Nikki Haley, governor of South Carolina, and Volker Mornhinweg, head of Mercedes-Benz Vans
Mercedes-Benz Vans is to end supply of semi-knockdown (SKD) Sprinter van kits to the US from Germany and set up a new $500m plant in North Charleston, South Carolina before the end of the decade. The company said production of the van in the US would offer a “faster and more individualised supply to its customers”, considerably reducing delivery time to market.
Work on the new plant began last week with a ground-breaking ceremony attended by the governor of South Carolina, Nikki Haley, and the head of Mercedes-Benz Vans, Volker Mornhinweg.
Mercedes-Benz already has a plant in North Charleston assembling Sprinter models from imported SKDs. The kits are made at its German plants in Düsseldorf and Ludwigsfelde. The vehicle maker has been importing SKDs since 2006 for the larger Sprinter models and added SKDs of the Metris (Vito) mid-sized van last year.
SKDs attract an import tariff of just 3.4%, compared to 25% of the sales value of the vehicle for finished vans. Chassis weighing more than 11,000lbs (4,990kg) and minibus variants are not subject to the 25% US ‘Chicken Tax’ and are imported directly.
Despite the import tariff advantage, however, the use of SKD assembly has resulted in a significant competitive disadvantage on the US market, said Mercedes-Benz, as vehicles made domestically don’t incur any import tariffs or international transport costs. In addition, there is a long delivery time on Sprinter SKD imports from Germany to the US – anything up to six months, according to the company.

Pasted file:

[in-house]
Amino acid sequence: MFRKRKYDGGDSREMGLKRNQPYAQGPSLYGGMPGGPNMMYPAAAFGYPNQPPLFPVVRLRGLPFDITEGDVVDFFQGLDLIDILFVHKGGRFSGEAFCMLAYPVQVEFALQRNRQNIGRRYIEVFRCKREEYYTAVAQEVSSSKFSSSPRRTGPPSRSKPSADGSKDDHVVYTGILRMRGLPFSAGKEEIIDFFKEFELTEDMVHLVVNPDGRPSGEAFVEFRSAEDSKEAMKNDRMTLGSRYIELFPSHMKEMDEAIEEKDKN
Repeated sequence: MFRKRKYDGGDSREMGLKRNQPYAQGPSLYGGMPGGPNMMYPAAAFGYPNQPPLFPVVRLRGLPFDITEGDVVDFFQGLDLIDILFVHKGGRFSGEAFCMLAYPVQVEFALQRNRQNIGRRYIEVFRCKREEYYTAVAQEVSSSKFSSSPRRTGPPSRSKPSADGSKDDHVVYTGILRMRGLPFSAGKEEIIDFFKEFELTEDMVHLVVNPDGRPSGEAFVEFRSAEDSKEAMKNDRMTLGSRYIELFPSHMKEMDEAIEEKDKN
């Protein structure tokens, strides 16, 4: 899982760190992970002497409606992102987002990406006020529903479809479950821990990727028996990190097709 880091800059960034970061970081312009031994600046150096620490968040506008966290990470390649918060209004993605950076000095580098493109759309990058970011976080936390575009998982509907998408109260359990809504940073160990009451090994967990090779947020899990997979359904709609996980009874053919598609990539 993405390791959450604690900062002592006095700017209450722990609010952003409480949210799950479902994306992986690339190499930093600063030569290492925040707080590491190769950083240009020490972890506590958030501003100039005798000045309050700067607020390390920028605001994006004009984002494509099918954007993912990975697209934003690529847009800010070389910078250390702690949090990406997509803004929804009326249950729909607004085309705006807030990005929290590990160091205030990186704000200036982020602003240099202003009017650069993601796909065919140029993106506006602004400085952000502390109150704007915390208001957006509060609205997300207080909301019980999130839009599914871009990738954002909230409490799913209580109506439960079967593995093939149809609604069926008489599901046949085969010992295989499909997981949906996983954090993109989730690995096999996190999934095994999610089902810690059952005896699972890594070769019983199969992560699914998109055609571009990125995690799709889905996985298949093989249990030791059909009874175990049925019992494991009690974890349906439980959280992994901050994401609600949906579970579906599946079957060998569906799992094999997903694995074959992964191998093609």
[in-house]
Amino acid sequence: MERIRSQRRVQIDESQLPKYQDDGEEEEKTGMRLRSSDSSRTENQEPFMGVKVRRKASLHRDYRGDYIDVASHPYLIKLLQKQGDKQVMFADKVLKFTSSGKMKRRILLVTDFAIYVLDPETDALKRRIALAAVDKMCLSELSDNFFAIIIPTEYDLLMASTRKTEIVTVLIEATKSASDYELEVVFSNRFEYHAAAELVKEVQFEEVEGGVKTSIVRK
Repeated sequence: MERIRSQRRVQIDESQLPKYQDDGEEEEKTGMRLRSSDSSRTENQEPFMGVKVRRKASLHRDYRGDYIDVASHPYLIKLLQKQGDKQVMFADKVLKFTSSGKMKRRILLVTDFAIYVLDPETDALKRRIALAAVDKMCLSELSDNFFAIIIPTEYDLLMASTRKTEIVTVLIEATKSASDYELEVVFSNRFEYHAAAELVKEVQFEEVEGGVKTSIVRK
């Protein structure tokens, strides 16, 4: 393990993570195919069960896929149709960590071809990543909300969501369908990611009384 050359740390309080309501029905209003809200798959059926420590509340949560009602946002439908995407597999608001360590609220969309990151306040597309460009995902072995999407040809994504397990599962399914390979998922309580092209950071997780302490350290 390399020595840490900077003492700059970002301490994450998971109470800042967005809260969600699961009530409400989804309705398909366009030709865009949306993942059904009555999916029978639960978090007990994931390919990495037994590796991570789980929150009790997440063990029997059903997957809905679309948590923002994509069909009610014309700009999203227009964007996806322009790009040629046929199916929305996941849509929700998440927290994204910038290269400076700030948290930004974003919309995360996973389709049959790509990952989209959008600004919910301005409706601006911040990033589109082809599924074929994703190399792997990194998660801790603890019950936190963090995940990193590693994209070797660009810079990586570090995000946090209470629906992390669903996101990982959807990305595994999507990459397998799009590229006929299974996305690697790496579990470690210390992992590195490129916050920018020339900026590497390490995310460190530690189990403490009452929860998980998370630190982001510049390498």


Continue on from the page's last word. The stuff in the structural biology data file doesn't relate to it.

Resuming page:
A spokesperson for Daimler said that with the new plant, Mercedes-Benz Vans would be closer to its customers’ needs.
Faster, more economic delivery to market is important to Mercedes-Benz because the US is one of the fastest growing van markets in the world and is set to become the second-largest single market for the Sprinter after Germany. Mercedes-Benz Vans reported delivery of around 28,600 vans to US customers last year – 11% more than the 25,800 it delivered in 2014.
In terms of local content, Mercedes-Benz said its integration partners for the new plant – Auto Truck Group and the Knapheide Manfuacturing Company – would establish production sites in the region.
“We will have a mix of on-site, just-in-time and ship-in supply,” said Daimler’s spokesperson. “We have Mercedes-Benz Vans and Daimler internal [and] external suppliers worldwide. The most important criterion is always economic efficiency. We will continuously increase the grade of localisation in our factory in Charleston over the years.”
Read all about Mercedes-Benz's measures to cope with growing volumes in the US in the lead story from the latest edition of Finished Vehicle Logistics magazine